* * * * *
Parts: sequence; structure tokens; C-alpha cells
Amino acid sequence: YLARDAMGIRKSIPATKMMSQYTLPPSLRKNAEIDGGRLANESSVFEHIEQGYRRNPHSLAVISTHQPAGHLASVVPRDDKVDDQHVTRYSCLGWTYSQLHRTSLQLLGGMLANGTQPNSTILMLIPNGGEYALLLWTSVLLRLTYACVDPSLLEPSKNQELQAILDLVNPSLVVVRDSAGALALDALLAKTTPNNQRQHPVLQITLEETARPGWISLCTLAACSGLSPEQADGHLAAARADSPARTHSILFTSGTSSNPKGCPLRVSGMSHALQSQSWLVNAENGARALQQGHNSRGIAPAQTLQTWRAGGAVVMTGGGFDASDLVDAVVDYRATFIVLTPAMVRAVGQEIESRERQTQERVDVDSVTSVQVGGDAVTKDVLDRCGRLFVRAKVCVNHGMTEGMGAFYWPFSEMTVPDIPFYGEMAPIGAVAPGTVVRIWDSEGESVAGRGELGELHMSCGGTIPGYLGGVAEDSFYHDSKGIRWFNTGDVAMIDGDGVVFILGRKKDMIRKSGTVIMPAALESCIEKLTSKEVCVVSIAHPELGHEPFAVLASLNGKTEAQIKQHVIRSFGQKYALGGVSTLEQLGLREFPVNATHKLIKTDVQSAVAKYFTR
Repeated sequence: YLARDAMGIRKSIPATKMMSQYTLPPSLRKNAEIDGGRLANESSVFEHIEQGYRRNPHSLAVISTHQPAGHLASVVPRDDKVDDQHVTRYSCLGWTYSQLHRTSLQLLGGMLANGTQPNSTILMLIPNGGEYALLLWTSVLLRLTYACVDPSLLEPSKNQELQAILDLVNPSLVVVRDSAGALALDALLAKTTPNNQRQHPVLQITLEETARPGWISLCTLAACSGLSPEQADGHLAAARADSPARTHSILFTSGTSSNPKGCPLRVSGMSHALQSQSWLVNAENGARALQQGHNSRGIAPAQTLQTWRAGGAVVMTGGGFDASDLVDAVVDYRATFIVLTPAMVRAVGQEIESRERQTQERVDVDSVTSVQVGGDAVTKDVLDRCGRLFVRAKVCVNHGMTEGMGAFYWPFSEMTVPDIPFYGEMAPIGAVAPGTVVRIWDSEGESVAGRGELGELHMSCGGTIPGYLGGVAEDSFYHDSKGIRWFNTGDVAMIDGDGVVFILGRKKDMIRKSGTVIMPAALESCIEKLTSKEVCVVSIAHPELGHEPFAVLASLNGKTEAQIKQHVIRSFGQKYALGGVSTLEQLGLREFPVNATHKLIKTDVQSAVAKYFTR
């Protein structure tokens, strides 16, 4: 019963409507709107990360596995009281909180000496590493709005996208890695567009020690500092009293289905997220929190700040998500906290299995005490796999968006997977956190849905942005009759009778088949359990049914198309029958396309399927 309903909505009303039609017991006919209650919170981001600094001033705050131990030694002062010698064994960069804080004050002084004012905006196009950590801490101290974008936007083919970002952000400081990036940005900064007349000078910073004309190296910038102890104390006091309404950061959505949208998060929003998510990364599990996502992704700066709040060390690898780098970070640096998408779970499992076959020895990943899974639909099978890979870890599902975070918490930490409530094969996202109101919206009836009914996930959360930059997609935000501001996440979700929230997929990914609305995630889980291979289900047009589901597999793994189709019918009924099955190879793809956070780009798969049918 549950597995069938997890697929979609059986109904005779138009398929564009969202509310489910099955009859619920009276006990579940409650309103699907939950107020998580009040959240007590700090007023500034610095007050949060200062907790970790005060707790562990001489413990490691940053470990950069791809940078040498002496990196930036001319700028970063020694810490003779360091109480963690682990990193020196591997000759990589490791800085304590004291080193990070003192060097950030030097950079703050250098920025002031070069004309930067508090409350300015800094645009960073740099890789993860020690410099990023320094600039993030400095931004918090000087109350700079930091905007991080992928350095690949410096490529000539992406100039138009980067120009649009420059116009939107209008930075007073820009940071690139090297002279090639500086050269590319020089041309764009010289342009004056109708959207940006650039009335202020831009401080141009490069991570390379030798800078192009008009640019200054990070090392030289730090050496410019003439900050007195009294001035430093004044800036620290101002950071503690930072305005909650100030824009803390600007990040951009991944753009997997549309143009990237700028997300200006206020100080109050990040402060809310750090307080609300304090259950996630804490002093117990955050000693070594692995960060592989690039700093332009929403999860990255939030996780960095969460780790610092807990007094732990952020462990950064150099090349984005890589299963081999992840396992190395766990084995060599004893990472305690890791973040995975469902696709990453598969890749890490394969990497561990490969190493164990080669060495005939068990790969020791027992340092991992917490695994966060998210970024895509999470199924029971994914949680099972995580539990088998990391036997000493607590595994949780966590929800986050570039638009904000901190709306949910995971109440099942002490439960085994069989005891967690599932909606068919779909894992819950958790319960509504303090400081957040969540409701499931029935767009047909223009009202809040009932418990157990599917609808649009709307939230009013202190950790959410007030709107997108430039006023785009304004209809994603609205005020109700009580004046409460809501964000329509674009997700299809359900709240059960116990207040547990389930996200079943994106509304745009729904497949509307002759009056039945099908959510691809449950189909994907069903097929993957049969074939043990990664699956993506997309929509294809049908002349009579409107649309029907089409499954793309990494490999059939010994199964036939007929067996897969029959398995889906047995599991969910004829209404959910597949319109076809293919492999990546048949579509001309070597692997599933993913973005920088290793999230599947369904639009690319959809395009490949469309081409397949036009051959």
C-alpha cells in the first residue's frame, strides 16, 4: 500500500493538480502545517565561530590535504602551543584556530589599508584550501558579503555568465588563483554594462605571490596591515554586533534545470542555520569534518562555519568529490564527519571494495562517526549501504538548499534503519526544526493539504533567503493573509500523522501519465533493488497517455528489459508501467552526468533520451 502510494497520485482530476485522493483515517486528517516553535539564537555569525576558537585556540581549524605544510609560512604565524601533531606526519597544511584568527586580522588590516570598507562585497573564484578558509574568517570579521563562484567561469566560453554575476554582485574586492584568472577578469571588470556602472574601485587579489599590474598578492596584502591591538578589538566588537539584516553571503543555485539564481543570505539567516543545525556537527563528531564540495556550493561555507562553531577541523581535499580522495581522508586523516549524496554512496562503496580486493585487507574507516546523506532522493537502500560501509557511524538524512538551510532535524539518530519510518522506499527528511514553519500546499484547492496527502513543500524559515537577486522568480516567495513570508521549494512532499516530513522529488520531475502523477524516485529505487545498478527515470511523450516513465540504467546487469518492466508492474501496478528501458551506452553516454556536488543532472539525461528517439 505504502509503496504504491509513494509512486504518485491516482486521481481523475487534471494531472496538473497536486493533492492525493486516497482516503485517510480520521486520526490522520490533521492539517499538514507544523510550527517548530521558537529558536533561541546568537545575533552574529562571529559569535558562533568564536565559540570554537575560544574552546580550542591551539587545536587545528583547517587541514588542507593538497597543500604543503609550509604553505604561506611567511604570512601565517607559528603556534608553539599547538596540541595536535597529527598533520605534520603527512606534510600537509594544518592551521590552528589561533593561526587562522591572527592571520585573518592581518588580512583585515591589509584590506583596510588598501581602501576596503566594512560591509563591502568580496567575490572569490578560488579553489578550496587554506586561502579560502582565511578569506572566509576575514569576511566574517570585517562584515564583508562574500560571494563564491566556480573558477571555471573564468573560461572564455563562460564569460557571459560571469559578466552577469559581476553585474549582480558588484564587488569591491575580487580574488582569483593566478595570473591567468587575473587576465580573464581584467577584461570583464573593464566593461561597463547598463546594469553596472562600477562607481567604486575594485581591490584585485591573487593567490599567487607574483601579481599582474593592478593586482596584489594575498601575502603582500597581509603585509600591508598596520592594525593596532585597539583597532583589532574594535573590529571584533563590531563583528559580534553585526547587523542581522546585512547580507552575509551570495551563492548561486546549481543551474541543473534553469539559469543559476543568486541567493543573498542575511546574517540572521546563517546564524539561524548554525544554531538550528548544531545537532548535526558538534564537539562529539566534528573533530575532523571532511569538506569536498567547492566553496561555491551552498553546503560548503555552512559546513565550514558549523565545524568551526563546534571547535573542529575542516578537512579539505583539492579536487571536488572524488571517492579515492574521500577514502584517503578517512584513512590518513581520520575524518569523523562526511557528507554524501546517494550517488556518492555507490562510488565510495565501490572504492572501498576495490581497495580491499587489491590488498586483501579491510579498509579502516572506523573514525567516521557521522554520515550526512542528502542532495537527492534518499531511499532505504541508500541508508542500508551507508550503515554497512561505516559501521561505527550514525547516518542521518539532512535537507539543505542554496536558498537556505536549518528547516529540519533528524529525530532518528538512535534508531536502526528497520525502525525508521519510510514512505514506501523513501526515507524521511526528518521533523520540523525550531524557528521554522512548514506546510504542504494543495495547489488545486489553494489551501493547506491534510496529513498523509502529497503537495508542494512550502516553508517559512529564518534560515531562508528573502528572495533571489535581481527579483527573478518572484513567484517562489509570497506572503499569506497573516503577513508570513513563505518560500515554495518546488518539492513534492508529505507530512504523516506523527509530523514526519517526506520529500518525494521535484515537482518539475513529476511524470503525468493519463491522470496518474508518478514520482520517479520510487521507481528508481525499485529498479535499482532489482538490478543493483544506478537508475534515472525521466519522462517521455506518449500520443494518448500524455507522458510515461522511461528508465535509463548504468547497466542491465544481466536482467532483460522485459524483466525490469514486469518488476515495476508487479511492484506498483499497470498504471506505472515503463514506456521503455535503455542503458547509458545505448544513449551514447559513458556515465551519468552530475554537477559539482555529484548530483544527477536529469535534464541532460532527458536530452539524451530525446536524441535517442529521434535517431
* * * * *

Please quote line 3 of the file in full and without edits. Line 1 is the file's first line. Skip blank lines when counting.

Repeated sequence: YLARDAMGIRKSIPATKMMSQYTLPPSLRKNAEIDGGRLANESSVFEHIEQGYRRNPHSLAVISTHQPAGHLASVVPRDDKVDDQHVTRYSCLGWTYSQLHRTSLQLLGGMLANGTQPNSTILMLIPNGGEYALLLWTSVLLRLTYACVDPSLLEPSKNQELQAILDLVNPSLVVVRDSAGALALDALLAKTTPNNQRQHPVLQITLEETARPGWISLCTLAACSGLSPEQADGHLAAARADSPARTHSILFTSGTSSNPKGCPLRVSGMSHALQSQSWLVNAENGARALQQGHNSRGIAPAQTLQTWRAGGAVVMTGGGFDASDLVDAVVDYRATFIVLTPAMVRAVGQEIESRERQTQERVDVDSVTSVQVGGDAVTKDVLDRCGRLFVRAKVCVNHGMTEGMGAFYWPFSEMTVPDIPFYGEMAPIGAVAPGTVVRIWDSEGESVAGRGELGELHMSCGGTIPGYLGGVAEDSFYHDSKGIRWFNTGDVAMIDGDGVVFILGRKKDMIRKSGTVIMPAALESCIEKLTSKEVCVVSIAHPELGHEPFAVLASLNGKTEAQIKQHVIRSFGQKYALGGVSTLEQLGLREFPVNATHKLIKTDVQSAVAKYFTR